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Botanical Rain: the enduring Endico image

 




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Updated July 28, 2017 | By Bob Fugett ©2017

Cancer

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Mary Endico has two separate resumes; one is published and the other not, but the hidden one is just as impressive.

Here are her two resumes, starting with her published brochure.


MARY ENDICO BROCHURE (published)

ENDICO haute conduite non-objective paintings are included in the permanent collections of the Asheville Museum of Art, the Kentucky Art Museum as well as public and private collections throughout the United States and 21 countries worldwide. This is not surprising considering the quality and character of her work.

Mary Endico's award winning watercolors push the limits of color, design and perspective, as they remain stripped of objective content. As such they present the viewer a natural gateway and insight into the basic metaphors of conscious aesthetic. Mary writes:

“After 17 years working as a full time professional artist using traditional translucent technique, I embarked on a journey to combine the studio practices of oil and acrylics (such as scumbling, dragging, and rubbing) into my already established wet-on-wet watercolor process while still retaining pure aqueous materials. In the 23 years since, I have succeeded in enriching the syntax and pushing the boundaries of the watercolor lexicon.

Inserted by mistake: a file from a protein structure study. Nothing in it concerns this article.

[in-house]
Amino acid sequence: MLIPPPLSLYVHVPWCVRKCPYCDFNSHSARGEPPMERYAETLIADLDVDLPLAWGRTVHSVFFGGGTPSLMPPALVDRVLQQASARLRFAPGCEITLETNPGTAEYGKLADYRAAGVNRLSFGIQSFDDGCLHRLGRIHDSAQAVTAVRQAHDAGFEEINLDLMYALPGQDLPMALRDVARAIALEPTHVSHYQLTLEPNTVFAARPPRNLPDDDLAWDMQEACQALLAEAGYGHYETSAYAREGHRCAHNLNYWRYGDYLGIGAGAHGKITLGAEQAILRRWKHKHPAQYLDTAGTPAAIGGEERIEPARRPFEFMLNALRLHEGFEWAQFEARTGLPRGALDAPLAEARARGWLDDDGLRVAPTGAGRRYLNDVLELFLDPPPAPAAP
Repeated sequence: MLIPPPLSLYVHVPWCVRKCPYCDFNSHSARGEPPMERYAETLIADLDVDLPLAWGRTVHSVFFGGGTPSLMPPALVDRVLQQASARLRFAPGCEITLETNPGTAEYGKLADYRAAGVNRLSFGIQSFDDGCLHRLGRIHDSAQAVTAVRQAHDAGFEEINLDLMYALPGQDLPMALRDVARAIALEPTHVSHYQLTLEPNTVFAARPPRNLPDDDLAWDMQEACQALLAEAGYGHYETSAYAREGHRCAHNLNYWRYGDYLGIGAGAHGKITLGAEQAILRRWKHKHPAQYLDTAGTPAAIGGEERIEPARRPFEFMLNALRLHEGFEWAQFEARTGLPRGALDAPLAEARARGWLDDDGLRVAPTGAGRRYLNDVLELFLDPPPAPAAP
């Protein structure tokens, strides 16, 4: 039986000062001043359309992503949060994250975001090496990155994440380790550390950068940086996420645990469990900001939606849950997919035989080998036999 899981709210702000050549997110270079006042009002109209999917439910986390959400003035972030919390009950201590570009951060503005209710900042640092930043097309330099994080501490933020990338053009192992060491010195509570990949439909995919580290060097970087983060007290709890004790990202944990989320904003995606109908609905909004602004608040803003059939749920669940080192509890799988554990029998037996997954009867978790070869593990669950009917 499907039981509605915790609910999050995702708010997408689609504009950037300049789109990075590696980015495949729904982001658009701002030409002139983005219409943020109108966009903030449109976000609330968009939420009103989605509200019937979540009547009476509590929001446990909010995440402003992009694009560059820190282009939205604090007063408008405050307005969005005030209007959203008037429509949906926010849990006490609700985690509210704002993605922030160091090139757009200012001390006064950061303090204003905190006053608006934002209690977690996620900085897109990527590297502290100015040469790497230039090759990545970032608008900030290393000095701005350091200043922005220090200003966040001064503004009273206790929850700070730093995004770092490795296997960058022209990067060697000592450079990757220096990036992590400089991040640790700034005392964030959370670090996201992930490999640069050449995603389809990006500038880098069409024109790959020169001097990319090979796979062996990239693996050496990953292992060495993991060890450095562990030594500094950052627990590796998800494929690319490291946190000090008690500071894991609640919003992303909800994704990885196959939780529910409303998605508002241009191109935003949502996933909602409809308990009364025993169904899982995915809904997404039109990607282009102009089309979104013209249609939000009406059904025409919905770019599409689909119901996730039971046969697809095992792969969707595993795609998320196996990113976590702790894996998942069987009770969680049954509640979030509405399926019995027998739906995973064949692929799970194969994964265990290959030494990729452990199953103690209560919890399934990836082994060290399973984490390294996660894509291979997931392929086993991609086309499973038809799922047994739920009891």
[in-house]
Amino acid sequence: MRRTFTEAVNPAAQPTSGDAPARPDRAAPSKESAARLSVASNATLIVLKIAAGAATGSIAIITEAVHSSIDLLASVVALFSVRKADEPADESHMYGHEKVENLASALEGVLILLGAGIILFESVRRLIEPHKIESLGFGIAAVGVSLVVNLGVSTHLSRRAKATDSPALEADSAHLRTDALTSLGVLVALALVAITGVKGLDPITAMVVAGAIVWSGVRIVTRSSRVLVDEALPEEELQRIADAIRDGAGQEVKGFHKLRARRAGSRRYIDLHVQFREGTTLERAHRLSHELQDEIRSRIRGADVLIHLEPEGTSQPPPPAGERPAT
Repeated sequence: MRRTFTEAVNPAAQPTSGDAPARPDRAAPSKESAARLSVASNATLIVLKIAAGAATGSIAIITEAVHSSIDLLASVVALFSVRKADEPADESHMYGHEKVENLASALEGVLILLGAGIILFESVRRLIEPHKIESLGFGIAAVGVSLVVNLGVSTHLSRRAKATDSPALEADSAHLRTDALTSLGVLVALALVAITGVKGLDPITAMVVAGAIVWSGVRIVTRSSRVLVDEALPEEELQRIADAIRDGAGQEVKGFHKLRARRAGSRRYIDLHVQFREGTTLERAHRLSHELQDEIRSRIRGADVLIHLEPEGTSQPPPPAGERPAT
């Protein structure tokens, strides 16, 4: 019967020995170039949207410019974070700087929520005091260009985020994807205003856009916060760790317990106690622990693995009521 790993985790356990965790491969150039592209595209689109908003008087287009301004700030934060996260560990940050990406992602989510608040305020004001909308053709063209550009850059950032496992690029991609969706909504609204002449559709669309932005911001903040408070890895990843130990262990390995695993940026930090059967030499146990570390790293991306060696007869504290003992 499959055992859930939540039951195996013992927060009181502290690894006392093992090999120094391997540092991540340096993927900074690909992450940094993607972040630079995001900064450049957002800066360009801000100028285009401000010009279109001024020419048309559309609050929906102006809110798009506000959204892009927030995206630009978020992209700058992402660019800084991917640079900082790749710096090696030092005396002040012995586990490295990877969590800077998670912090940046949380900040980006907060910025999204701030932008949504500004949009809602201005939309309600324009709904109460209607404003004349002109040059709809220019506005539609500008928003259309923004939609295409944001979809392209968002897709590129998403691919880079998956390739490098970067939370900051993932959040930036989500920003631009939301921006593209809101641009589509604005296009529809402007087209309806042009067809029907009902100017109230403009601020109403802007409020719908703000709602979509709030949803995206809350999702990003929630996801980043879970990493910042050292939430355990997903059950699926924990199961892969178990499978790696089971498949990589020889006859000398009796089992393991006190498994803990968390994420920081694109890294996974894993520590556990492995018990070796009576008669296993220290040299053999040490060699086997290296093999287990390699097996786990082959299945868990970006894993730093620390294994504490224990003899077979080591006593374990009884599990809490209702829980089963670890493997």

"I choose wet-on-wet watercolor technique as my primary medium because of its dynamic and exciting nature—immediate and unforgiving. As soon as the water is applied the stopwatch is triggered. Then every stroke counts against you. Mistakes cannot be reworked or edited, so careful preplanning is a must. It is satisfying to succeed with colors that are crisp, clean, and unmuddied, which maintains the composition’s integrity and, at the same time, expands the watercolor word-stock.

All of my haute conduite watercolors are painted using museum quality materials and conservation technique to insure the work will survive generations.”

Mary Endico has been a professional watercolorist for nearly half a century.

In 2001 the National Watercolor Society elected Mary to signature membership. She is included in Who’s Who in America and Who’s Who in American Women. Mary graduated from Boston University in 1976 with a Bachelor of Fine Arts. She also enjoys Signature Membership to the Kentucky Watercolor Society and the North East Watercolor Society where she serves on the Board of Directors. Formerly Mary was a Signature Member of the Knickerbocker Artists and an Artist Member of the Salmagundi Club in New York City.

Her work is exhibited nationally in juried museum and gallery competitions. In addition to being selected for numerous awards, Mary supports artistic merit by sponsoring award programs of selected art organizations. In her active career Mary has been a guest lecturer, juror and watercolor demonstrator—as well as artist consultant for D’Arches fine art papers. Very early she was published in Art Of Young America.

SELECTED NATIONAL EXHIBITIONS